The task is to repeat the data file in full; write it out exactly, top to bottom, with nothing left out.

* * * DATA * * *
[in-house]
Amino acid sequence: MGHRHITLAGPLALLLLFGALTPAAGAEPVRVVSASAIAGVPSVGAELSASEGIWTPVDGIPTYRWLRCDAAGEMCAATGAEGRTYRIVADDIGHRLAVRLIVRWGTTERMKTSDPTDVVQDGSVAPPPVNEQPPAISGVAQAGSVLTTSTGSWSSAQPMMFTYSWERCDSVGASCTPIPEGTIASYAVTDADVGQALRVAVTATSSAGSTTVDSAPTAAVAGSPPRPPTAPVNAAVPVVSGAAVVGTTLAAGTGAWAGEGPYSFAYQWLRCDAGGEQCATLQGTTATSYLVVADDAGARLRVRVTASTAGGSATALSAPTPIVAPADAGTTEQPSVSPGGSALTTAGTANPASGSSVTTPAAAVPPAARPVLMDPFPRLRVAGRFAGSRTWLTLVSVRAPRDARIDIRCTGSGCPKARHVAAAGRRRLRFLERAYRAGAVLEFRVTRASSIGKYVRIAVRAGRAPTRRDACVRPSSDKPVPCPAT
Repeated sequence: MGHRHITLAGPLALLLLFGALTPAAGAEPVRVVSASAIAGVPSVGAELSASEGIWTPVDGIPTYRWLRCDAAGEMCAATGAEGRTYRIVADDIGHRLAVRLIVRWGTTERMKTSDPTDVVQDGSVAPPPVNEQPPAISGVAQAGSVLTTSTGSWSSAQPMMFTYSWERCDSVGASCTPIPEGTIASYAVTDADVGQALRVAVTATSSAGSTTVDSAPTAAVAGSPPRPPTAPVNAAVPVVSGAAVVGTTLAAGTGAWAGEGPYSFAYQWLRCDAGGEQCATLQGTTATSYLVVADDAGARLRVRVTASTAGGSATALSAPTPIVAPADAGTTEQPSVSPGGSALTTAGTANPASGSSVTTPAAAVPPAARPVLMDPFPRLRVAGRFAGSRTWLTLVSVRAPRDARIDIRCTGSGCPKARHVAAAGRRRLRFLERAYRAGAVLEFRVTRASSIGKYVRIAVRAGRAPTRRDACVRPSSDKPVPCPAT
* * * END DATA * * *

[in-house]
Amino acid sequence: MGHRHITLAGPLALLLLFGALTPAAGAEPVRVVSASAIAGVPSVGAELSASEGIWTPVDGIPTYRWLRCDAAGEMCAATGAEGRTYRIVADDIGHRLAVRLIVRWGTTERMKTSDPTDVVQDGSVAPPPVNEQPPAISGVAQAGSVLTTSTGSWSSAQPMMFTYSWERCDSVGASCTPIPEGTIASYAVTDADVGQALRVAVTATSSAGSTTVDSAPTAAVAGSPPRPPTAPVNAAVPVVSGAAVVGTTLAAGTGAWAGEGPYSFAYQWLRCDAGGEQCATLQGTTATSYLVVADDAGARLRVRVTASTAGGSATALSAPTPIVAPADAGTTEQPSVSPGGSALTTAGTANPASGSSVTTPAAAVPPAARPVLMDPFPRLRVAGRFAGSRTWLTLVSVRAPRDARIDIRCTGSGCPKARHVAAAGRRRLRFLERAYRAGAVLEFRVTRASSIGKYVRIAVRAGRAPTRRDACVRPSSDKPVPCPAT
Repeated sequence: MGHRHITLAGPLALLLLFGALTPAAGAEPVRVVSASAIAGVPSVGAELSASEGIWTPVDGIPTYRWLRCDAAGEMCAATGAEGRTYRIVADDIGHRLAVRLIVRWGTTERMKTSDPTDVVQDGSVAPPPVNEQPPAISGVAQAGSVLTTSTGSWSSAQPMMFTYSWERCDSVGASCTPIPEGTIASYAVTDADVGQALRVAVTATSSAGSTTVDSAPTAAVAGSPPRPPTAPVNAAVPVVSGAAVVGTTLAAGTGAWAGEGPYSFAYQWLRCDAGGEQCATLQGTTATSYLVVADDAGARLRVRVTASTAGGSATALSAPTPIVAPADAGTTEQPSVSPGGSALTTAGTANPASGSSVTTPAAAVPPAARPVLMDPFPRLRVAGRFAGSRTWLTLVSVRAPRDARIDIRCTGSGCPKARHVAAAGRRRLRFLERAYRAGAVLEFRVTRASSIGKYVRIAVRAGRAPTRRDACVRPSSDKPVPCPAT